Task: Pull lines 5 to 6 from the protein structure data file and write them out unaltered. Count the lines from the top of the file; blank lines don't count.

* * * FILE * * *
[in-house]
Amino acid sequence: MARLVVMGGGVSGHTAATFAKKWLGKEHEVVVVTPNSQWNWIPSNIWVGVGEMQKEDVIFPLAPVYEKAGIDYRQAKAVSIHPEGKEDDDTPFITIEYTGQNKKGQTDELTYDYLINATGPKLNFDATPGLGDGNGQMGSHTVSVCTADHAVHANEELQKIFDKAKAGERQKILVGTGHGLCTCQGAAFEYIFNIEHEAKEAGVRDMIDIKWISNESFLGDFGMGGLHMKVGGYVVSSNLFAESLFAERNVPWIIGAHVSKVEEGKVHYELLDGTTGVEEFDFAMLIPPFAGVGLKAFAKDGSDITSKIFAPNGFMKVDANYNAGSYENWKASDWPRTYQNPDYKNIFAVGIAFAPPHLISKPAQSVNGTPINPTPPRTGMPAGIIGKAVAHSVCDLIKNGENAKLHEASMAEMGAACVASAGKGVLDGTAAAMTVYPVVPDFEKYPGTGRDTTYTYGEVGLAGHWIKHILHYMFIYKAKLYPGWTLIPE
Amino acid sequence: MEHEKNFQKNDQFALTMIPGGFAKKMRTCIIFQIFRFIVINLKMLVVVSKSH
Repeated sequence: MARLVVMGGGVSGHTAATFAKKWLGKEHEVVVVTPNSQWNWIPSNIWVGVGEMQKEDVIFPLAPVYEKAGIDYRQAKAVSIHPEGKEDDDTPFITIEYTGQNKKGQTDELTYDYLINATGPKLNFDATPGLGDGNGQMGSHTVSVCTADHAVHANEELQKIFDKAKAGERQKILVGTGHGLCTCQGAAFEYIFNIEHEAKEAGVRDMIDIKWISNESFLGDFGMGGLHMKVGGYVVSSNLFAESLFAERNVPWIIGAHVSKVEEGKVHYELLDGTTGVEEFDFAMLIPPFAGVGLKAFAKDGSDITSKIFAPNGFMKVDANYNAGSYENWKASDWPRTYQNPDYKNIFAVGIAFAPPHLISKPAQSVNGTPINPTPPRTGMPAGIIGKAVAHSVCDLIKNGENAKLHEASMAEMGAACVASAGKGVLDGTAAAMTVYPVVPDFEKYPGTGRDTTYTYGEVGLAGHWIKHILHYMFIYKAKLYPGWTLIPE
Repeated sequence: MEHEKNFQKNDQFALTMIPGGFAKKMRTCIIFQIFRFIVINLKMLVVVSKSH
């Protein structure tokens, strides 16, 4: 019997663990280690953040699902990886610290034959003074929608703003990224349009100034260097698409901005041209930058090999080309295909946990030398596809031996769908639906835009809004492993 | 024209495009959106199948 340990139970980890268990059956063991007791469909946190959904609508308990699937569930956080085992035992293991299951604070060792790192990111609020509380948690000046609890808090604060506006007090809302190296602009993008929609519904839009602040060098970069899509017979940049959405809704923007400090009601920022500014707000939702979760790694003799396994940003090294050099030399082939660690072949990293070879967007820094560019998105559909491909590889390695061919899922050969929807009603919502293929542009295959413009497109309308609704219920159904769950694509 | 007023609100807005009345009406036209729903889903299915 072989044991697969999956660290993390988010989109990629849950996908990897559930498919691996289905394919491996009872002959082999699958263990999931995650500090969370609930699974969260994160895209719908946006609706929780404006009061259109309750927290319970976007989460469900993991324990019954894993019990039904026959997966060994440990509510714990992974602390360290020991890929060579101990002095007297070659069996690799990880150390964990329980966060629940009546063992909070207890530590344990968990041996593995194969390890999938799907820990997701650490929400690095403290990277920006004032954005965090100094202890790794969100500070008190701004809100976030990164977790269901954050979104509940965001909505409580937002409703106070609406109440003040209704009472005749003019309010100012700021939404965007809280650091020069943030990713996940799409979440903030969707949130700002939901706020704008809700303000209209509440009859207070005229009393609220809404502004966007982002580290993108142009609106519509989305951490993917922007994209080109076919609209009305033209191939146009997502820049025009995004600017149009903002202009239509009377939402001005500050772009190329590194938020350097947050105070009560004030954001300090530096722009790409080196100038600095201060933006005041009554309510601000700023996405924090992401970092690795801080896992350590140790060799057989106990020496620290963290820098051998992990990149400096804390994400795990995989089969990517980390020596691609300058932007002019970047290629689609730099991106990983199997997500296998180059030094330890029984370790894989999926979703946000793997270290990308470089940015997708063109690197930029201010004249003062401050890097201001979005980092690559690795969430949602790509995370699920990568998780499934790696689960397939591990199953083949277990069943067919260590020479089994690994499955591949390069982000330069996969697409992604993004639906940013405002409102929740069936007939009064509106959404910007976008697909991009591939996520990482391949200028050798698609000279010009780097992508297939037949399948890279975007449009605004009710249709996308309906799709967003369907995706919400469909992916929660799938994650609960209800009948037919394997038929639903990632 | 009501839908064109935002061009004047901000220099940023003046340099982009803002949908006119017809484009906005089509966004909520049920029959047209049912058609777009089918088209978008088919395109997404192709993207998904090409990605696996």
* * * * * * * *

Repeated sequence: MEHEKNFQKNDQFALTMIPGGFAKKMRTCIIFQIFRFIVINLKMLVVVSKSH
């Protein structure tokens, strides 16, 4: 019997663990280690953040699902990886610290034959003074929608703003990224349009100034260097698409901005041209930058090999080309295909946990030398596809031996769908639906835009809004492993 | 024209495009959106199948 340990139970980890268990059956063991007791469909946190959904609508308990699937569930956080085992035992293991299951604070060792790192990111609020509380948690000046609890808090604060506006007090809302190296602009993008929609519904839009602040060098970069899509017979940049959405809704923007400090009601920022500014707000939702979760790694003799396994940003090294050099030399082939660690072949990293070879967007820094560019998105559909491909590889390695061919899922050969929807009603919502293929542009295959413009497109309308609704219920159904769950694509 | 007023609100807005009345009406036209729903889903299915 072989044991697969999956660290993390988010989109990629849950996908990897559930498919691996289905394919491996009872002959082999699958263990999931995650500090969370609930699974969260994160895209719908946006609706929780404006009061259109309750927290319970976007989460469900993991324990019954894993019990039904026959997966060994440990509510714990992974602390360290020991890929060579101990002095007297070659069996690799990880150390964990329980966060629940009546063992909070207890530590344990968990041996593995194969390890999938799907820990997701650490929400690095403290990277920006004032954005965090100094202890790794969100500070008190701004809100976030990164977790269901954050979104509940965001909505409580937002409703106070609406109440003040209704009472005749003019309010100012700021939404965007809280650091020069943030990713996940799409979440903030969707949130700002939901706020704008809700303000209209509440009859207070005229009393609220809404502004966007982002580290993108142009609106519509989305951490993917922007994209080109076919609209009305033209191939146009997502820049025009995004600017149009903002202009239509009377939402001005500050772009190329590194938020350097947050105070009560004030954001300090530096722009790409080196100038600095201060933006005041009554309510601000700023996405924090992401970092690795801080896992350590140790060799057989106990020496620290963290820098051998992990990149400096804390994400795990995989089969990517980390020596691609300058932007002019970047290629689609730099991106990983199997997500296998180059030094330890029984370790894989999926979703946000793997270290990308470089940015997708063109690197930029201010004249003062401050890097201001979005980092690559690795969430949602790509995370699920990568998780499934790696689960397939591990199953083949277990069943067919260590020479089994690994499955591949390069982000330069996969697409992604993004639906940013405002409102929740069936007939009064509106959404910007976008697909991009591939996520990482391949200028050798698609000279010009780097992508297939037949399948890279975007449009605004009710249709996308309906799709967003369907995706919400469909992916929660799938994650609960209800009948037919394997038929639903990632 | 009501839908064109935002061009004047901000220099940023003046340099982009803002949908006119017809484009906005089509966004909520049920029959047209049912058609777009089918088209978008088919395109997404192709993207998904090409990605696996």